Shortly after I first met the man who would become my partner for many years, he invited me to spend a long weekend in the Monaro region, south of Cooma in Country New South Wales. He borrowed a cottage from a friend, and we spent three days there in the hot dry Australian bush.
We’d only just met and were very shy around one another. It was the weekend of the Black Saturday bushfires in Victoria, and the heat was deafening. We tried to cool off in a nearby creek, but snakes were a problem. Without air conditioning, we spent the nights lying naked side by side, sweating, hardly touching. I remember it as a moment of discovery – not yet a relationship - both wild and tender. In a remote bushland environment, artifice melts away to reveal who you really are.
It all came flooding back reading Nigel Featherstone’s profoundly moving My Heart is a Little Wild Thing.
A mild-mannered middle-aged man has spent most of his adult life looking after his ailing mother. In a rare moment of rebellion, the good son leaves her behind for an impromptu visit to the Monaro homestead where they holidayed when he was young. A chance encounter with another man leads to a fortnight of unexpected intimacy and sexual awakening that may resonate for years to come.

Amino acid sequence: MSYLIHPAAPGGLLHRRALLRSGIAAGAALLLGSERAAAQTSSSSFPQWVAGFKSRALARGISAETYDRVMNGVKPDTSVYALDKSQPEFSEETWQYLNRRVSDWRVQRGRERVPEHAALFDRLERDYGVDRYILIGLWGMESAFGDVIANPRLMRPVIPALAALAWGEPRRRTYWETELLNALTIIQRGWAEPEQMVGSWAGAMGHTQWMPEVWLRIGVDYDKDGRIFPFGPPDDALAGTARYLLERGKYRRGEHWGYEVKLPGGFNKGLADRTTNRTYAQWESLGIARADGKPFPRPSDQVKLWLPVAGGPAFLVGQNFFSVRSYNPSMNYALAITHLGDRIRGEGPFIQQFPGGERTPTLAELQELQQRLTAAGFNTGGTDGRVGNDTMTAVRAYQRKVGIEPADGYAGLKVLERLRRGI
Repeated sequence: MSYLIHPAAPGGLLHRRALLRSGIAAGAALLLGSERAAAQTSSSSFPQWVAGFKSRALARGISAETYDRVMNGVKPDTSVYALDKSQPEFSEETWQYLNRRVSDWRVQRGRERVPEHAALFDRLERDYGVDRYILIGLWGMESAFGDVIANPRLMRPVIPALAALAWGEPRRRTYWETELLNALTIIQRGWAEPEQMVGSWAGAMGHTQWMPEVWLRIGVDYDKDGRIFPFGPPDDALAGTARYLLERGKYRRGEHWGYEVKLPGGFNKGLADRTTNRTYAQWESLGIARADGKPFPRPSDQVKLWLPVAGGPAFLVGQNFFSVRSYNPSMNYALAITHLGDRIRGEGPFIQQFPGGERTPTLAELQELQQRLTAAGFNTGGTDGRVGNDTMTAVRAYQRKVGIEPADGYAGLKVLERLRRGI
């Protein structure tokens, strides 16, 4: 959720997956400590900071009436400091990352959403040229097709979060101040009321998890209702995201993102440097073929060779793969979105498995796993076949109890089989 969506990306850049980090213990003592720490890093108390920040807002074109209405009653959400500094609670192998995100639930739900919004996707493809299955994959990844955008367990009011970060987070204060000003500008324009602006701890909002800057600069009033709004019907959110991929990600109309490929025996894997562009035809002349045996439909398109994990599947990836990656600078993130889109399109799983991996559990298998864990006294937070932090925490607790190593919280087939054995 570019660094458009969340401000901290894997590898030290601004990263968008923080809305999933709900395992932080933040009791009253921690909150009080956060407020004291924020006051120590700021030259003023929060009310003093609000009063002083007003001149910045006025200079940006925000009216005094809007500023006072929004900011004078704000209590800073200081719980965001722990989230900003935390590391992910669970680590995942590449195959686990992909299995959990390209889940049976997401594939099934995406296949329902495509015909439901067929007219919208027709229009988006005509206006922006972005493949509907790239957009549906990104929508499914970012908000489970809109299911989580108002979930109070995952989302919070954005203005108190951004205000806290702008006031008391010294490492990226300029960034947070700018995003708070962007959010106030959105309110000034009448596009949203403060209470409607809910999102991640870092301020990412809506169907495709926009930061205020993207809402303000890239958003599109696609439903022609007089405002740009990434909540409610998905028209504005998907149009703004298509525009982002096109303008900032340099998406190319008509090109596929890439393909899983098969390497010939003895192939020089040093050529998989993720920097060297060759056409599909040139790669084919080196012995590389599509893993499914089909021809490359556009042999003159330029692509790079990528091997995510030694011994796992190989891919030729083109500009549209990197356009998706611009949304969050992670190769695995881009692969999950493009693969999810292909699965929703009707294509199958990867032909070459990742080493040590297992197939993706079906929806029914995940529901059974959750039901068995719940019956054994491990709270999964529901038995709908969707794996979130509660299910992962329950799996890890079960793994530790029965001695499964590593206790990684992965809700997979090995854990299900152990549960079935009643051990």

This novel is a familiar story of shame and repression, infused with a fresh and unique perspective on the gay coming-of-age tale. It is told with thoughtfulness and honesty. It rings true. I had to shut the book a few times, somewhat shocked by how much I could relate. Informed by a wonderful sense of place, the writing is simple but luminous. Threaded with repetitions and variations, it is like music created with loop pedals, meaning created in subtle iterative layers building to a powerful wall of sound.
Happiness is fleeting. The wisdom here is in recognising that it’s also a destination we don’t naturally choose for ourselves. It requires a course correction. For many there exists a time when something in us froze into existence, a time – or is it a place? – we wish we could return to, so as to make different choices. This is the poignant story of such a voyage, and the slow, hopeful thaw it made possible.